We are seeing more and more stores and services dedicated solely to the fine things in life for men. Salons, shops and spas are realizing that men have been treated like second-class citizens when it comes to luxurious, beautiful retail environments.
There are millions of sports bars, car dealerships, gyms and hardware stores, but that is definitely not all that men need and want. At New York Fashion Week, British luxury men’s brand Alfred Dunhill showcased its Winter 2010 collection in a vacant Meatpacking District warehouse transformed into a pop-up shop.
With aluminum panels and projection technology, London-based design workshop Campaign created an environment that brought a little bit of Dunhill’s London flagship store to New York.
Alfred Dunhill, who joined his father’s saddlery business in 1887, and planned to change the company’s focus toward the pioneering motorist, said it very well: “It is not enough to expect a man to pay for the best, you must also give him what he has paid for...” We think men are ready to pay for the best -- and “the best” includes the environment in which he spends his money. - Tuija Seipell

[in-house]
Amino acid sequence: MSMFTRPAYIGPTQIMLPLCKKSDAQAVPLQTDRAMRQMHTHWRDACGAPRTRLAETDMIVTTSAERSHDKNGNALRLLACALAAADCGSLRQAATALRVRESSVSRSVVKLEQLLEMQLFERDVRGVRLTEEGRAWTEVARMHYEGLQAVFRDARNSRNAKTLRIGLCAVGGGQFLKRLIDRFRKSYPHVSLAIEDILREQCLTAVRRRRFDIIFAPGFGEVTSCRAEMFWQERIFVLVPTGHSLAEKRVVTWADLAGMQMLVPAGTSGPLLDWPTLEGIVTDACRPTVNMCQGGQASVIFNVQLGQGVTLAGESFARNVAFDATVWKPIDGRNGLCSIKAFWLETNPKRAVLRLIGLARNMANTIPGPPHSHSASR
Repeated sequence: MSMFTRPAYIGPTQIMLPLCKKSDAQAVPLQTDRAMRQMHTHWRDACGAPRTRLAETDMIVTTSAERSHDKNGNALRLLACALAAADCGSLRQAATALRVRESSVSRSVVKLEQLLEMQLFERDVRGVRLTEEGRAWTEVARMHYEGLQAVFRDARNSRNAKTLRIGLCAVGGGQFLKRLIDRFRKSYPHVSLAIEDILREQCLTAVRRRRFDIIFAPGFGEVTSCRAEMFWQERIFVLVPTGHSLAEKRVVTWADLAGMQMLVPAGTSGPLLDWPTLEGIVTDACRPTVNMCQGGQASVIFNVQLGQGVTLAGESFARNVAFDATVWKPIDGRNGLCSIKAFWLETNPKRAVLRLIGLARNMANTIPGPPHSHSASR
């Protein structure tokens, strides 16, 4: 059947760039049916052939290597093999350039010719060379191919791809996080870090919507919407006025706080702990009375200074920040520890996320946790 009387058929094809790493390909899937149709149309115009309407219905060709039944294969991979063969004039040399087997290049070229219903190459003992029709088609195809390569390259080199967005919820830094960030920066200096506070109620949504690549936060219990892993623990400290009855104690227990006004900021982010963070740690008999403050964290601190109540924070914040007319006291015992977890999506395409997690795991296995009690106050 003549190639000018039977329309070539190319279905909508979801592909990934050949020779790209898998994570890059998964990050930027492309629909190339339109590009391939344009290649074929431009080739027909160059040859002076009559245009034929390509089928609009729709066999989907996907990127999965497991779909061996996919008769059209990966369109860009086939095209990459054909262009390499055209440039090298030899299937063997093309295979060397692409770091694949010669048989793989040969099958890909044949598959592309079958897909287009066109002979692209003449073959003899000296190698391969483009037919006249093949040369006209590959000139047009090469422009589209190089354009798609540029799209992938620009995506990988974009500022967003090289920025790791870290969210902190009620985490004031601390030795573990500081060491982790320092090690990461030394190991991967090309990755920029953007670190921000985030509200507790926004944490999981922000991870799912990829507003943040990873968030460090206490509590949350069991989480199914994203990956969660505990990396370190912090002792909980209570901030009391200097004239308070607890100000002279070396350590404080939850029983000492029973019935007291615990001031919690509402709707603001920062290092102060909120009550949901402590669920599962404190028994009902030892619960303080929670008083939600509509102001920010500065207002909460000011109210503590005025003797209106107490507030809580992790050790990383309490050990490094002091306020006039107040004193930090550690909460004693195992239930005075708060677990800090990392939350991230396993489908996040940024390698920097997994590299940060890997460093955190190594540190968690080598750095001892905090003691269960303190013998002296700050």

As we have seen in various posts here on The Cool Hunter, footwear has become a genre of art all of its own.
Much like how the simple need for shelter has crescendoed into superfluous McMansions, the shoe started out as a humble necessity: to keep the toes out of harm's way. Currently - as anyone who's purchased a pair of platform sneakers or sky-high stilettos can attest - a need for beauty and style has far overshadowed the trivial want for comfort.